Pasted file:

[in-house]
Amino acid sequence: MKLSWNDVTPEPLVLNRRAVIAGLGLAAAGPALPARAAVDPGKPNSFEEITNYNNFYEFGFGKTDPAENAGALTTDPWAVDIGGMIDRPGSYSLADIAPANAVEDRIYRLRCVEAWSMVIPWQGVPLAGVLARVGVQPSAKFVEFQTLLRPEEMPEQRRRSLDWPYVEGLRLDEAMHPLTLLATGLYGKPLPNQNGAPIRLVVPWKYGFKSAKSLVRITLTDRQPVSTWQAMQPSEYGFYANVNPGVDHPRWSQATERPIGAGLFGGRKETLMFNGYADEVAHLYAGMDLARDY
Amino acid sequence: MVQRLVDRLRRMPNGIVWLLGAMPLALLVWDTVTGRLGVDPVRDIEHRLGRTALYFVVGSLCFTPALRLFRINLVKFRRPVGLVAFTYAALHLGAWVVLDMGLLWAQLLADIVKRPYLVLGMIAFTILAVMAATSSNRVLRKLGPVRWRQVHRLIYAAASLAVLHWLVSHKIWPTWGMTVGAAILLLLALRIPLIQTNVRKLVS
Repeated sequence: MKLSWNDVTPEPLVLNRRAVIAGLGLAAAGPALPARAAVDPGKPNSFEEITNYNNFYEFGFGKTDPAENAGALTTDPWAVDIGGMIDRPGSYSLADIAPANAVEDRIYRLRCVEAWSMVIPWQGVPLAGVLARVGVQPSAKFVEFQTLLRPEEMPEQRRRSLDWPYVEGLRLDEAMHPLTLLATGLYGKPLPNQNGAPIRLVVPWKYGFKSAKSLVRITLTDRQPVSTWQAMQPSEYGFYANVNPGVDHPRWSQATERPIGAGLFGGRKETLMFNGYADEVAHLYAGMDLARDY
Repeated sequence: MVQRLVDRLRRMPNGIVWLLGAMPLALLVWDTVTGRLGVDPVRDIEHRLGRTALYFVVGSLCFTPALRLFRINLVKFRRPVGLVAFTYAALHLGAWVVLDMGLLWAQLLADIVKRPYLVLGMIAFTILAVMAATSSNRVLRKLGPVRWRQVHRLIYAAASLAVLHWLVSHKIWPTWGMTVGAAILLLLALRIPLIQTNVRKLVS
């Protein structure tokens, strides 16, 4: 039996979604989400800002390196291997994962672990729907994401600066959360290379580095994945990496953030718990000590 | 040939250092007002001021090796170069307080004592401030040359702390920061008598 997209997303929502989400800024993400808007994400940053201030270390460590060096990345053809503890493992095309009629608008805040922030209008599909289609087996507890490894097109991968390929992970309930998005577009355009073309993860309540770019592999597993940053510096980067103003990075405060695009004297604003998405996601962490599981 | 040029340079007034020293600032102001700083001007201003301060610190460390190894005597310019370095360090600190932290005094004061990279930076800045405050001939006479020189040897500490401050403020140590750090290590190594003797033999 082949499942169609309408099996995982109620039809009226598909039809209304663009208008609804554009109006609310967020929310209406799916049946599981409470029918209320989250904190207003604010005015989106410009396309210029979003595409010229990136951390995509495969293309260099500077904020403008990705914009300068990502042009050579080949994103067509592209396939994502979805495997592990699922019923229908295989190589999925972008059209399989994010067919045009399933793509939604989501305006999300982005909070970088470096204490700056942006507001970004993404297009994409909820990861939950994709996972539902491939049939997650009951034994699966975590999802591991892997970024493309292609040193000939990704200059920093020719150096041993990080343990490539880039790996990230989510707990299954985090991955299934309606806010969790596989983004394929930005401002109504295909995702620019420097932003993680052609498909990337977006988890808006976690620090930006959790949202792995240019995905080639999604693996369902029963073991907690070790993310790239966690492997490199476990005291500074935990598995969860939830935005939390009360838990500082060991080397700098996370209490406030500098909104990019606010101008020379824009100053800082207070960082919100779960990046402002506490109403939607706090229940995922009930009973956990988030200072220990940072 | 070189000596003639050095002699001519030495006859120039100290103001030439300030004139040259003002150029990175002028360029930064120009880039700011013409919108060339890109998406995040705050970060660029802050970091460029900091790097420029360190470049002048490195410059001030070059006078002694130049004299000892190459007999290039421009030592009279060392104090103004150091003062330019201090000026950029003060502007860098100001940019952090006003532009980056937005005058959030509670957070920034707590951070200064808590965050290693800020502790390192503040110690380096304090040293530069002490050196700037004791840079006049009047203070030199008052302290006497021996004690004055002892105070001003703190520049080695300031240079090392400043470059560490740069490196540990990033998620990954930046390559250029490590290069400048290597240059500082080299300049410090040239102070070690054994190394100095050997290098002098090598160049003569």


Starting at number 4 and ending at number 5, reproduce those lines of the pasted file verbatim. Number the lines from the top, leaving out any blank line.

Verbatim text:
Repeated sequence: MKLSWNDVTPEPLVLNRRAVIAGLGLAAAGPALPARAAVDPGKPNSFEEITNYNNFYEFGFGKTDPAENAGALTTDPWAVDIGGMIDRPGSYSLADIAPANAVEDRIYRLRCVEAWSMVIPWQGVPLAGVLARVGVQPSAKFVEFQTLLRPEEMPEQRRRSLDWPYVEGLRLDEAMHPLTLLATGLYGKPLPNQNGAPIRLVVPWKYGFKSAKSLVRITLTDRQPVSTWQAMQPSEYGFYANVNPGVDHPRWSQATERPIGAGLFGGRKETLMFNGYADEVAHLYAGMDLARDY
Repeated sequence: MVQRLVDRLRRMPNGIVWLLGAMPLALLVWDTVTGRLGVDPVRDIEHRLGRTALYFVVGSLCFTPALRLFRINLVKFRRPVGLVAFTYAALHLGAWVVLDMGLLWAQLLADIVKRPYLVLGMIAFTILAVMAATSSNRVLRKLGPVRWRQVHRLIYAAASLAVLHWLVSHKIWPTWGMTVGAAILLLLALRIPLIQTNVRKLVS